Submission + - Duo fought file-encrypting malware until Symantec let a secret slip (

SpacemanukBEJY.53u writes: Two researchers managed to find a gaping fault in a ransomware program called CryptoDefense, one in a long line of insidious programs that encrypt people's files and demands payment to free the data. They started a low-key project to help victims decrypt their files, but Symantec blogged about the fault. The cybercriminals subsequently updated the program to close the hole. Ransomware scams similar to CryptoDefense have been around for at least a decade but have suddenly surged because of their effectiveness in spooking people and strong profitability. Users have been left enraged and helpless.

Submission + - Chinese XP users Decline to Blink (

gitbox writes: While others pay extortionate fees to Microsoft to extend XP support, a majority of Chinese see "business as usual" in their future. (To be fair, most never paid for the OS in the first place.)
From the article,"A Wednesday report by Beijing-based China Internet Network Information Center indicates that only about 25 percent of survey participants plan to upgrade to a newer generation operating system and more than half of them intend to continue using Windows XP as long as possible."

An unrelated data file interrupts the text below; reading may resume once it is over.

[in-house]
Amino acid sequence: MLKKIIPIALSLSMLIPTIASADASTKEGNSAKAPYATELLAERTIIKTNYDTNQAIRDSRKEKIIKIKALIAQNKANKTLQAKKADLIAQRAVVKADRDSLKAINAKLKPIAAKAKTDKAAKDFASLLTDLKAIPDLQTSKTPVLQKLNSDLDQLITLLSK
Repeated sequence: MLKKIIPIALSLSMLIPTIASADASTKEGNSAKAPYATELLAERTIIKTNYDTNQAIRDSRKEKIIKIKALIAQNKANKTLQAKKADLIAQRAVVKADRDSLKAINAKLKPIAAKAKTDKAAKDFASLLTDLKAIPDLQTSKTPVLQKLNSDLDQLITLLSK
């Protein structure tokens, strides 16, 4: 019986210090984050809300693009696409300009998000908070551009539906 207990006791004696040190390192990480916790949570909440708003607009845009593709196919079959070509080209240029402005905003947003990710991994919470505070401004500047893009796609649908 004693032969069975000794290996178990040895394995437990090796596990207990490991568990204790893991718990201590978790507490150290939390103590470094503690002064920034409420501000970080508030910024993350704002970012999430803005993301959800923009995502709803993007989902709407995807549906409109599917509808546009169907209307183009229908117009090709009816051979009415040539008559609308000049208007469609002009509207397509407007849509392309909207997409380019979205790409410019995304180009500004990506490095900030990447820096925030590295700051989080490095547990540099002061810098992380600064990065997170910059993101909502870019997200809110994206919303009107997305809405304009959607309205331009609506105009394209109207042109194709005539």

Can private domestic firms keep Chinese XP boxes safe?

Submission + - Windows 8.1 Update released, adds a vast amount of improvements for non-touch co

DroidJason1 writes: Microsoft has released the highly anticipated Windows 8.1 Update, adding numerous improvements for non-touch consumers based on feedback. It is also a required update for Windows 8.1, otherwise consumers will no get any future security updates after May 2014. Most of the changes in the update are designed to appease non-touch users, with options to show apps on the desktop taskbar, the ability to see show the taskbar above apps, and a new title bar at the top of apps with options to minimize, close, or snap apps.

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"Though a program be but three lines long, someday it will have to be maintained." -- The Tao of Programming